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    0.7.6 • Public • Published


    A patterned binary tree strategy object designed for NgRx based Angular Apps. Which extrapolates said into a proper Data Driven Architecture. Before proceeding, be sure to be comfortable with NgRx and rxJs. Otherwise understand that what this approach accomplishes is exploitation of NgRx functional side effect handling, in order to chain a problem solving strategy nodes that maintain a encapsulated set of data.

    An ActionStrategy is a D.D.A. (Data Driven Architecture) control structure. Which implements strategy via ActionStrategy generative functions, or can be statically defined for normal routines. Which encompasses the binary tree pattern via chaining ActionNodes.

    This approach can easily create memory races in JS, therefore we suggest the use of DynamicEntity in conjunction with this project. DynamicEntity allows for the concept of borrowing slices of state which fits into the no side effect paradigm of Function Programing in regards to reducers. In addition keep in mind the use of stacks and ques to handle logic. Just be sure to add:
    ).subscribe((val) => {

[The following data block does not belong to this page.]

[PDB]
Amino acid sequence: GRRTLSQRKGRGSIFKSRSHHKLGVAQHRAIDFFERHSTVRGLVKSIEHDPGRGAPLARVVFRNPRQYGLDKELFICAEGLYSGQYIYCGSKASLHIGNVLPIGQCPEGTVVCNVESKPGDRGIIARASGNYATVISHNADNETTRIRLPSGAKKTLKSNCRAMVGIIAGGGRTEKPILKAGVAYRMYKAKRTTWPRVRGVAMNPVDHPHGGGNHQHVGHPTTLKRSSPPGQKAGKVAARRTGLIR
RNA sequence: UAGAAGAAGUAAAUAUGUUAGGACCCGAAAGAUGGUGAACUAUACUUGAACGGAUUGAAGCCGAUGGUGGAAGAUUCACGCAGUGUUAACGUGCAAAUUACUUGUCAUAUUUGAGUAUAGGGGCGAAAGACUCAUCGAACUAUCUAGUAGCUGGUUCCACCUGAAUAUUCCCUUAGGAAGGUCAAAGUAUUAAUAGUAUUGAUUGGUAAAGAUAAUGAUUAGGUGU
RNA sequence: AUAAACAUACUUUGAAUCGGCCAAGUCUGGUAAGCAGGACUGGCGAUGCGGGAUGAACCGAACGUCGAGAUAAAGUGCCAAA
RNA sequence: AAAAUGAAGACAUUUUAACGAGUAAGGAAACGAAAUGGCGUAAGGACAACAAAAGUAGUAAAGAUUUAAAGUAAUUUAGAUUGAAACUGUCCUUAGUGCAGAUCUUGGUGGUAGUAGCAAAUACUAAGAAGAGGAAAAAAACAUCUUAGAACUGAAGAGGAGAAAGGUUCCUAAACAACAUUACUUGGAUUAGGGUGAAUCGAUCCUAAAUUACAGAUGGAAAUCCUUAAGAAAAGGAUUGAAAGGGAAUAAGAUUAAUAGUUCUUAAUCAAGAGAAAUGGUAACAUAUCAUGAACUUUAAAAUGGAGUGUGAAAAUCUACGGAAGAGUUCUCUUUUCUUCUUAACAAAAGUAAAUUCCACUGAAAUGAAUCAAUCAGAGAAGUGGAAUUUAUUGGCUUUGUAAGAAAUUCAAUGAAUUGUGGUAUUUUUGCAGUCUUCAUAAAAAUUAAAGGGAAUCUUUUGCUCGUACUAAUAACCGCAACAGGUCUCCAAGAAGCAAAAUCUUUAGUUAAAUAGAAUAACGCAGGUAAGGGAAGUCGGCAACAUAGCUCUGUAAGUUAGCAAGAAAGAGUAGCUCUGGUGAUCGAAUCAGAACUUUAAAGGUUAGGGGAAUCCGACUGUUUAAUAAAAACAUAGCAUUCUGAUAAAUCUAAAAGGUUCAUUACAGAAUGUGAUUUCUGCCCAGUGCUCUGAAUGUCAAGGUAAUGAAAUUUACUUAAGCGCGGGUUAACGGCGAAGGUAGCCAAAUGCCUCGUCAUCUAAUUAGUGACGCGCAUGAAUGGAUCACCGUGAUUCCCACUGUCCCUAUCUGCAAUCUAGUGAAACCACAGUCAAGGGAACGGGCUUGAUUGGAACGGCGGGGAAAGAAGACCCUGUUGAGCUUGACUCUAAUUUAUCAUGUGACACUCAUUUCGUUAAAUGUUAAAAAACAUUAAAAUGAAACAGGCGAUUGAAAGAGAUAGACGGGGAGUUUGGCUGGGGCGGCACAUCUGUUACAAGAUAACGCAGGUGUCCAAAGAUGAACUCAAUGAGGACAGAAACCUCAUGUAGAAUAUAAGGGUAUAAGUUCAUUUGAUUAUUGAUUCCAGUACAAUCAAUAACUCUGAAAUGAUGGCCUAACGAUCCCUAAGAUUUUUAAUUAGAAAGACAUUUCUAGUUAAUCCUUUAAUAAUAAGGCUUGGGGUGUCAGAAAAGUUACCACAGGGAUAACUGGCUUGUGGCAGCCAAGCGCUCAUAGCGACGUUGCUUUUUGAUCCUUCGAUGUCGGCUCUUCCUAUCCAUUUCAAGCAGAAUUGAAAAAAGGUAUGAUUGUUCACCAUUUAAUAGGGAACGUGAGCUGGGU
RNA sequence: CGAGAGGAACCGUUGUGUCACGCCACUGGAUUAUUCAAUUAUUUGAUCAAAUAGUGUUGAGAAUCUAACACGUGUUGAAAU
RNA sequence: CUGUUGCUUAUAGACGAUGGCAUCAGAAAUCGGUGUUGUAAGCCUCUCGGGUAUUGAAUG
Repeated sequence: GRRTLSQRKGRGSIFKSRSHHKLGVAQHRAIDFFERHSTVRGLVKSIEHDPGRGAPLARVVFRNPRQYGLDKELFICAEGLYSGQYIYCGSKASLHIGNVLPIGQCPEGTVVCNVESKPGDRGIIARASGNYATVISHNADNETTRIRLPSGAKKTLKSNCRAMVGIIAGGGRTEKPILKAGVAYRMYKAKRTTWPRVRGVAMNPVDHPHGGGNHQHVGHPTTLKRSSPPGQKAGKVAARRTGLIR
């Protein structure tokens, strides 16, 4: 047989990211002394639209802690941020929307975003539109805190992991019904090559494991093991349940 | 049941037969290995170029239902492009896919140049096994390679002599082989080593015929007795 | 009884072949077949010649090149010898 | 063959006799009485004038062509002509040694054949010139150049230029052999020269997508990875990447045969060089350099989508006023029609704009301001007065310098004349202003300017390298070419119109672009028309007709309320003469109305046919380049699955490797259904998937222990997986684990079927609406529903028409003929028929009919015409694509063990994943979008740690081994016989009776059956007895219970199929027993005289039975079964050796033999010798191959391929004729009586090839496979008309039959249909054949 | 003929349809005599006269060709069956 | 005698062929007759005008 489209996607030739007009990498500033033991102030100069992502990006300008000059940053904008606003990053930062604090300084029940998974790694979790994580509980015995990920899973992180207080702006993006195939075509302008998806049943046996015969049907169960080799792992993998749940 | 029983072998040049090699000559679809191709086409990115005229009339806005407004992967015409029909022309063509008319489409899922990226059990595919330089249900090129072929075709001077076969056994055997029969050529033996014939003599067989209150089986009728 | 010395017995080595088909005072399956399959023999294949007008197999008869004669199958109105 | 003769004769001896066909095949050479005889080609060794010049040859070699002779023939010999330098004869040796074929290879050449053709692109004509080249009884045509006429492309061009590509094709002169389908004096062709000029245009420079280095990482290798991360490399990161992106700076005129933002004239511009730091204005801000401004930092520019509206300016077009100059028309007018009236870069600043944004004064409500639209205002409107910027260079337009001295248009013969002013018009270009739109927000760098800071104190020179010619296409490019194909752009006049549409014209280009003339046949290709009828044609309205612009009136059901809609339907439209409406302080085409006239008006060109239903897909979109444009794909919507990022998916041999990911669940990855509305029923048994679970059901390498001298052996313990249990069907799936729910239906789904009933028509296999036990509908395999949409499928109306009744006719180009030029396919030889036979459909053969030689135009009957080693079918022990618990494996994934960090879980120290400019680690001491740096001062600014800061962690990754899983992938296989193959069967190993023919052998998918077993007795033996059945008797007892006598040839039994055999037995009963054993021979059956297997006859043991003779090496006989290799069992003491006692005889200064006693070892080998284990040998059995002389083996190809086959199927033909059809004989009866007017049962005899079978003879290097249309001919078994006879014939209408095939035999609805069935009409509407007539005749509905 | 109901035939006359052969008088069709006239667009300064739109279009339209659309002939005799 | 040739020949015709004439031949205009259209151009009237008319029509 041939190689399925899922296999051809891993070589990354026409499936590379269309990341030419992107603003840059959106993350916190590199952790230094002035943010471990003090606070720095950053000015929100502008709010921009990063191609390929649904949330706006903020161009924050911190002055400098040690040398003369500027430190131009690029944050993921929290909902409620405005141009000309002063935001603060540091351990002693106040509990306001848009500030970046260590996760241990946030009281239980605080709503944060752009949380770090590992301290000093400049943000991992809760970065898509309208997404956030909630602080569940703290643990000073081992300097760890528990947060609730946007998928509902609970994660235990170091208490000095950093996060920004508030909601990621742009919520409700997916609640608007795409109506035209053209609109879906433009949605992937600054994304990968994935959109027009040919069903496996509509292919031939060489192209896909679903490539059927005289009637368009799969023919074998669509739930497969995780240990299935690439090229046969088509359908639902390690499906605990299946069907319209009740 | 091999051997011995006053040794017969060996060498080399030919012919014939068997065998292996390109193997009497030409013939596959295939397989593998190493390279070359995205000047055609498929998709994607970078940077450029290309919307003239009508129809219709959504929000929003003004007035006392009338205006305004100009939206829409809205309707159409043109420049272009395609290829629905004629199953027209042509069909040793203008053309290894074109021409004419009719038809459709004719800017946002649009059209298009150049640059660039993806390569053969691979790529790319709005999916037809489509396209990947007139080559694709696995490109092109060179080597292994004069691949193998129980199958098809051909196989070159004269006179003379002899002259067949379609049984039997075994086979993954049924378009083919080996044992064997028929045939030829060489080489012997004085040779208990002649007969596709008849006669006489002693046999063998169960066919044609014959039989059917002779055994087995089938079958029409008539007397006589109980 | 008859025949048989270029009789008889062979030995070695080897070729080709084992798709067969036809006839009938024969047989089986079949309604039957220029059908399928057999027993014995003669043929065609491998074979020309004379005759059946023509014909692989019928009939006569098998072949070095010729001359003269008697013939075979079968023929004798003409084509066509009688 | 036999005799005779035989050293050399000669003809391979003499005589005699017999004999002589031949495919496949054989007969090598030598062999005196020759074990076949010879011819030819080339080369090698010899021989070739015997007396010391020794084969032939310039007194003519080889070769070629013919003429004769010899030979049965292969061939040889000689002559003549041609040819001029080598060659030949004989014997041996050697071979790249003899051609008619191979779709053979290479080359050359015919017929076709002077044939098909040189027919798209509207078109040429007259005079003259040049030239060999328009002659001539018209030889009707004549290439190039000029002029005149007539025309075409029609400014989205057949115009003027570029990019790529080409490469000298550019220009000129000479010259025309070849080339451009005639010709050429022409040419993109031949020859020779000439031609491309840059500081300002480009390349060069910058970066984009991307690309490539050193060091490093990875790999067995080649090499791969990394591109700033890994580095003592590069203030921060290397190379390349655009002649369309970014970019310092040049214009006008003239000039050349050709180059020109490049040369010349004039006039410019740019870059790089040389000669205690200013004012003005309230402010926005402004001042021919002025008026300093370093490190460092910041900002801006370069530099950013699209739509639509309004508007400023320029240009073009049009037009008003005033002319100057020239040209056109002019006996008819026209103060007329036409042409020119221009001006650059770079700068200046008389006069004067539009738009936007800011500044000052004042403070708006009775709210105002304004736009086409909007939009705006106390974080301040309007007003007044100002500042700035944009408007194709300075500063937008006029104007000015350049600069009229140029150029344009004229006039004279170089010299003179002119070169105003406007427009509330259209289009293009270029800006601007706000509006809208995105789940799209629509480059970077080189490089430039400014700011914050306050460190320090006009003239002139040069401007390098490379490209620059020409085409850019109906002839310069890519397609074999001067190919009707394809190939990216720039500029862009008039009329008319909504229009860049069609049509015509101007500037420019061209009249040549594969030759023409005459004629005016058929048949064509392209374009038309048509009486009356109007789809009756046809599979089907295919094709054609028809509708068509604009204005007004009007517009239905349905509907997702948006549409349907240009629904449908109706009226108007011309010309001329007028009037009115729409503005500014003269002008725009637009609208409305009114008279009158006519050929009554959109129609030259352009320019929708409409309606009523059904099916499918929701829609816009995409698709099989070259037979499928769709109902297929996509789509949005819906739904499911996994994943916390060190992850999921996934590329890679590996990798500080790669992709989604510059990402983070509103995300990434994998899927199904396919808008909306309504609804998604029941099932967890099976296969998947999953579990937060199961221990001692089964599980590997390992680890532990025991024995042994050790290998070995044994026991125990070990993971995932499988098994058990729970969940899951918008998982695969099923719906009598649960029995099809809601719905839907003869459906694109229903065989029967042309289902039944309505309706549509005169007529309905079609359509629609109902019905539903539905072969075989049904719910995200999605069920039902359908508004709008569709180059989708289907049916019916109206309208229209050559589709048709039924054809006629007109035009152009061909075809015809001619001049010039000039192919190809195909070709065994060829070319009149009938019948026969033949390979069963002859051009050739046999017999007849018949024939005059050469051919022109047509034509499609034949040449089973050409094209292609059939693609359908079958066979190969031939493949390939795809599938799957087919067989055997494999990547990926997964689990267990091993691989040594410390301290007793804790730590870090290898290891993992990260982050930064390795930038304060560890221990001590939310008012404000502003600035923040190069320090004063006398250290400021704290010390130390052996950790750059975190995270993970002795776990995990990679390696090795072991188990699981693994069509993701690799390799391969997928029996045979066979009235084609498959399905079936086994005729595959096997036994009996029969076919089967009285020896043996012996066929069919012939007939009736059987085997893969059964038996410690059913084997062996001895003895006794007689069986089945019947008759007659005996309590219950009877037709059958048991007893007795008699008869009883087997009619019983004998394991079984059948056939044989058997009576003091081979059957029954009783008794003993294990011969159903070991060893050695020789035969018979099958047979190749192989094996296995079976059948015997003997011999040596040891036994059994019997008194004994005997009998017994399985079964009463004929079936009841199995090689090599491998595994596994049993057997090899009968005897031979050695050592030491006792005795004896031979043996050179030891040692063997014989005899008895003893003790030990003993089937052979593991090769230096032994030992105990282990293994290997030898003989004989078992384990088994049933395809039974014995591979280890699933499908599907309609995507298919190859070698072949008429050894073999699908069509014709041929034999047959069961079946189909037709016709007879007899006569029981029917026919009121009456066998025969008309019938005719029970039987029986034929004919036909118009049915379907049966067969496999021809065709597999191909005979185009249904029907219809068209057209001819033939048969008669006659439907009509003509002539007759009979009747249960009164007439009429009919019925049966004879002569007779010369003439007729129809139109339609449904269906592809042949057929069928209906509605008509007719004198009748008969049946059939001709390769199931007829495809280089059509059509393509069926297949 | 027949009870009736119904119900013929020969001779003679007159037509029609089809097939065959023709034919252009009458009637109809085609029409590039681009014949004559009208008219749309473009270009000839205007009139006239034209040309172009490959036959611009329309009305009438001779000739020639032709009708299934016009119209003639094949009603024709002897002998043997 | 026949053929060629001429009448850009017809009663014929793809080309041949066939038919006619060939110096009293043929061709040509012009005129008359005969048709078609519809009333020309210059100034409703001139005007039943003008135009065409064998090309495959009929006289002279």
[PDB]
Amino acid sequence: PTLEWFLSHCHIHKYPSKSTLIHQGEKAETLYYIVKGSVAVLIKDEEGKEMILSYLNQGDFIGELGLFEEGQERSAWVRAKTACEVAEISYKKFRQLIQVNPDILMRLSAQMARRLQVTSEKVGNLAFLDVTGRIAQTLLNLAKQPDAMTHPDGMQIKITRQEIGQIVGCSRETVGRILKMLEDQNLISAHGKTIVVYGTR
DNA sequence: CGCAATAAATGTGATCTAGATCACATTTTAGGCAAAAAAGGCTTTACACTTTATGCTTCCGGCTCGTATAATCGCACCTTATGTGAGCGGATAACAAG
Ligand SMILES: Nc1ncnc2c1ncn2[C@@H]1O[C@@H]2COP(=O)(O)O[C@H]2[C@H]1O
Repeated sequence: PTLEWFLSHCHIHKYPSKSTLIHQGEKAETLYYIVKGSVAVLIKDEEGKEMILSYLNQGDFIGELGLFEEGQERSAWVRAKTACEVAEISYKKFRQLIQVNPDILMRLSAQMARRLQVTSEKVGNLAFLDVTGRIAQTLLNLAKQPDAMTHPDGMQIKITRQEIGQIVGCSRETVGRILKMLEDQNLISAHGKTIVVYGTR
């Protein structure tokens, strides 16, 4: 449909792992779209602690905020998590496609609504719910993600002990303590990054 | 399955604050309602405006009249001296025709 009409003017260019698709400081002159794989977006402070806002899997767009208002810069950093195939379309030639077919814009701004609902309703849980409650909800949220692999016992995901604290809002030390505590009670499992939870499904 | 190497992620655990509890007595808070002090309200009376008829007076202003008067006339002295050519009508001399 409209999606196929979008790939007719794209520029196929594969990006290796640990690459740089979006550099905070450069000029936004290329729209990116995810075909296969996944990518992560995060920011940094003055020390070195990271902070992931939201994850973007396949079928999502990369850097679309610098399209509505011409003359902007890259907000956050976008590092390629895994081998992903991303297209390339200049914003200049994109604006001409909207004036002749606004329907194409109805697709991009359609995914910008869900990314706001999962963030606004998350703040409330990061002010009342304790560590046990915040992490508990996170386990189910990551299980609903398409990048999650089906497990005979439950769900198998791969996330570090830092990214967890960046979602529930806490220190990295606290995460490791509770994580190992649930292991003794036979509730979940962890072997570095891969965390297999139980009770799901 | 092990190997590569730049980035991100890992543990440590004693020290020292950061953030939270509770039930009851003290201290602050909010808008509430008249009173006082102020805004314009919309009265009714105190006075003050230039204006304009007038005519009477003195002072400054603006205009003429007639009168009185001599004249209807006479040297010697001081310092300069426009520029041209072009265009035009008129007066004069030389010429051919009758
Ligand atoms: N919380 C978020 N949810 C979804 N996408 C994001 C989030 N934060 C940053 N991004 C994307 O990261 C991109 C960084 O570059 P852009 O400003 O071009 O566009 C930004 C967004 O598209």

if (val !== undefined) {
            this.prop = val;

    To avoid breaking the UI when borrowing slices of state.



    • Removed init(), and therefore the need to pass the store reference. This helps keep ActionStrategy Functional and reduce side effects.


    • Created typescript tool tips.

    • Improved internal naming conventions and documentation consistency.


    NOTE When creating Actions for ActionNode, there is no need to pass payload or strategy parameters. As ActionStrategy takes care of linking behind the scenes.

    export interface ActionNode {
        failureNode?: ActionNode;
        payload?: any;

    The above is representative of a binary tree node. Data is equivalent the assigned action. Left and right are implemented via Success and Failure. Please note that each ActionNode's payload is an override parameter to each overall ActionStrategy's own internal payload. More below.

    Set Up

    Below is a hypothetical. First install via:

    npm i actionstrategy @ngrx/store @ngrx/effects --save

    To allow for proper typing be sure to include this declaration in your app.module.ts

    declare module '@ngrx/store' {
        interface Action {
            type: string;
            strategy?: ActionStrategy;
            payload?: any;